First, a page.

This is an archived article and the information in the article may be outdated. Please look at the time stamp on the story to see when it was last updated.CHICAGO — Immigration and Customs Enforcement is pressing forward to arrest and deport families with court-ordered removals in 10 cities beginning Sunday, according to a senior immigration official, after President Donald Trump’s tweet revealing an operation was imminent. One of the cities expected to be targeted is Chicago. But acting Department of Homeland Security Secretary Kevin McAleenan has been hesitant about elements of the operation, according to two sources familiar with his thinking. ICE has said it was considering options to arrest and deport families who have gone through their legal proceedings but has refrained from publicly providing the scope and timeframe of the operation, which officials say could lead to a situation where a family is separated and could cause a backlash against the department. To that end, Trump’s tweet Monday night that ICE, the enforcement arm of DHS, was preparing to deport “millions” of undocumented immigrants next week was striking, given the figure and the decision to disclose an operation prior to its execution. “If you’re here illegally, then you should be removed,” acting head of ICE Mark Morgan told reporters Wednesday during a call prompted by the President’s tweet. “And in this case, that includes families.” A senior administration official told CNN the operation had been planned for some time, but said the tweet had put the operation at the forefront. “Certainly, the President’s tweet helped prioritize things for people,” the official said, adding that there had been internal debate about timing amid negotiations with Congress on additional funding and the upcoming 2020 budget. The official added that “there has been an effort to communicate what is likely to happen, without saying specifically when and where,” contrary to the “zero tolerance” policy which was done without much advance notice to the media or Capitol Hill. Field agents at local field offices are receiving briefings and trainings, according to a senior immigration official. There are also preparations being put in place for mixed-immigration status families: for example, if a parent is undocumented, but has a U.S. citizen child. “Due to law-enforcement sensitivities and the safety and security of U.S. Immigration and Customs Enforcement personnel, the agency will not offer specific details related to ongoing enforcement operations before the conclusion of those actions,” ICE said in a statement Friday. Read the full statement:
Due to law-enforcement sensitivities and the safety and security of U.S. Immigration and Customs Enforcement personnel, the agency will not offer specific details related to enforcement operations. As always, ICE prioritizes the arrest and removal of unlawfully present aliens who pose a threat to national security, public safety and border security. In fact, 90 percent of aliens arrested by ICE’s Enforcement and Removal Operations component in FY2018 had either a criminal conviction(s), pending criminal charge(s), were an ICE fugitive, or illegally reentered the country after previously being removed. All of those in violation of the immigration laws may be subject to immigration arrest, detention and – if found removable by final order – removal from the United States.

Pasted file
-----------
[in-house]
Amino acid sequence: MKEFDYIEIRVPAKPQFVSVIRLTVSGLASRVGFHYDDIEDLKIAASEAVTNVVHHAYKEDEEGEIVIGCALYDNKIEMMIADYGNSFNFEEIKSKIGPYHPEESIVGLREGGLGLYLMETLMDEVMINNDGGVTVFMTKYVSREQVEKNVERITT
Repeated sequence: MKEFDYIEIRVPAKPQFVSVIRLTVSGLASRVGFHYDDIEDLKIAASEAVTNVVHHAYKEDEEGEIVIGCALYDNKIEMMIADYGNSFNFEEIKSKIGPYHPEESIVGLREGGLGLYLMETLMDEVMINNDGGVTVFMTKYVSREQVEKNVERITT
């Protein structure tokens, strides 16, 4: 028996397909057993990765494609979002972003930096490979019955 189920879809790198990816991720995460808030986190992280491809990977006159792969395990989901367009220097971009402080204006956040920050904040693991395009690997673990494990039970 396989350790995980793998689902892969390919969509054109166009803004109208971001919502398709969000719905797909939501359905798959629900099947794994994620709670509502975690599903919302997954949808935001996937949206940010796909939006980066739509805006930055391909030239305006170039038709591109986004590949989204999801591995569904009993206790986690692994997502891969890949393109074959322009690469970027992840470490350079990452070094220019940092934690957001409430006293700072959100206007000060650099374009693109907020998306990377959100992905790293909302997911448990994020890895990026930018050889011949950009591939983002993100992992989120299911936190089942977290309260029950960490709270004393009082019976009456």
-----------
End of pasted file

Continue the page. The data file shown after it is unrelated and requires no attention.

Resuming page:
Chicago mayor says police won’t assist ICE in migrant sweepChicago Mayor Lori Lightfoot said the city has taken steps to support immigrant communities. She said the Chicago Police Department has terminated ICE’s access to the department’s databases related to immigration enforcement activities. She said CPD will not cooperate with or facilitate any ICE enforcement actions. “Chicago will always be a welcoming city and a champion for the rights of our immigrant and refugee communities,” she said. “I encourage any resident in need of legal aid to contact the National Immigrant Justice Center.” Read the full statement:
“We are all aware of the threat from President Trump regarding raids by ICE, and in response, Chicago has taken concrete steps to support our immigrant communities. I have directed – and Superintendent Johnson has confirmed – that CPD has terminated ICE’s access to CPD’s databases related to federal immigration enforcement activities. I have also personally spoken with ICE leadership in Chicago and voiced my strong objection to any such raids. Further, I reiterated that CPD will not cooperate with or facilitate any ICE enforcement actions. Chicago will always be a welcoming city and a champion for the rights of our immigrant and refugee communities, and I encourage any resident in need of legal aid to contact the National Immigrant Justice Center.”Two Chicago aldermen, Rosanna Rodriguez (33rd Ward) and Carlos Ramirez-Rosa (35th Ward) were handing out “Know Your Rights” cards at the Kimball CTA Brown Line Station Friday. Local immigrant rights groups have condemned the raid threats, and are encouraging families to create a safety plan and to know their rights. Ruth Lopez-McCarthy, the managing attorney at the National Immigrant Justice Center Legal Protection Fund said it’s important that people know they have rights during any enforcement action regardless of their immigration status “They have the right to remain silent, they have a right to not open the door, always ask for an attorney,” she said. Gov. J.B. Pritzker signed a trio of new legislation to protect immigrant families. The new laws ban for-profit immigrant detention centers, prohibit local law enforcement agencies from coordinating with ICE and allow undocumented students to receive financial aid at public universities. “It’s shameful that this president tells our immigrant communities they don’t belong here. We want to say to the world that here in Illinois we won’t accept it,” the governor said.